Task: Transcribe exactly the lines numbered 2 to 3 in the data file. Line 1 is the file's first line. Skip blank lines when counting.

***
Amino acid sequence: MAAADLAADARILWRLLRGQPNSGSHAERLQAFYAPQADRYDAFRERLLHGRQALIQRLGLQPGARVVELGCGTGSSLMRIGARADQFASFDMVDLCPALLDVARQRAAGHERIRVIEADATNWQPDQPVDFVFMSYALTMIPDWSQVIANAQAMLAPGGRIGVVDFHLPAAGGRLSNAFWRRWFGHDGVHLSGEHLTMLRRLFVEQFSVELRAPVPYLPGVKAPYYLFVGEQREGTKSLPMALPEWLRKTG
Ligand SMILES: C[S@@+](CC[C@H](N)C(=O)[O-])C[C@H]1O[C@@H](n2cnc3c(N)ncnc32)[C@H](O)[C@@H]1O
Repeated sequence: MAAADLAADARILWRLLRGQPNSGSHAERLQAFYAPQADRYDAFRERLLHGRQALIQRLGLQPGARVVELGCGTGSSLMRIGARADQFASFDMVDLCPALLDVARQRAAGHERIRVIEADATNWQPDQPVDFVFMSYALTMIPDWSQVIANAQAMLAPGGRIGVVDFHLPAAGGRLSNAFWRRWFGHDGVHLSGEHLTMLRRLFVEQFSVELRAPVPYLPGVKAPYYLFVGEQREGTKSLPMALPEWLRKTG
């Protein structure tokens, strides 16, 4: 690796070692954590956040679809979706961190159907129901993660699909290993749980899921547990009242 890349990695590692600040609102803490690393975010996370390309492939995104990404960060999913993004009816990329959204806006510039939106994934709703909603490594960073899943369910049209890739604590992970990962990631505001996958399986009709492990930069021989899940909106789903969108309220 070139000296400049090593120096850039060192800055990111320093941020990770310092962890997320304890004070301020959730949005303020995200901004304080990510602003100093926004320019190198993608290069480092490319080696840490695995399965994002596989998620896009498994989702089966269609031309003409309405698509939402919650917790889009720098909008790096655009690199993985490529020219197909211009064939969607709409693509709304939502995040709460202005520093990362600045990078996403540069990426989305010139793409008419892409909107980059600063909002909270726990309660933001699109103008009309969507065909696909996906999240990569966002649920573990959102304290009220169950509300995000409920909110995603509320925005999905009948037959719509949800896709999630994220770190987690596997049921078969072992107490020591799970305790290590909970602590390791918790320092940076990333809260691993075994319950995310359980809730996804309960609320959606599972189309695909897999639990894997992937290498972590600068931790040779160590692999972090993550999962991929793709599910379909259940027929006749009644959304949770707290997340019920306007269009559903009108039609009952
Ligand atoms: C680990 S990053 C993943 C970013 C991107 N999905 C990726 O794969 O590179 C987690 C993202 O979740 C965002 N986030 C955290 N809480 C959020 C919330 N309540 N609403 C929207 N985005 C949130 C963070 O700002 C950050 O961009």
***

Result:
Ligand SMILES: C[S@@+](CC[C@H](N)C(=O)[O-])C[C@H]1O[C@@H](n2cnc3c(N)ncnc32)[C@H](O)[C@@H]1O
Repeated sequence: MAAADLAADARILWRLLRGQPNSGSHAERLQAFYAPQADRYDAFRERLLHGRQALIQRLGLQPGARVVELGCGTGSSLMRIGARADQFASFDMVDLCPALLDVARQRAAGHERIRVIEADATNWQPDQPVDFVFMSYALTMIPDWSQVIANAQAMLAPGGRIGVVDFHLPAAGGRLSNAFWRRWFGHDGVHLSGEHLTMLRRLFVEQFSVELRAPVPYLPGVKAPYYLFVGEQREGTKSLPMALPEWLRKTG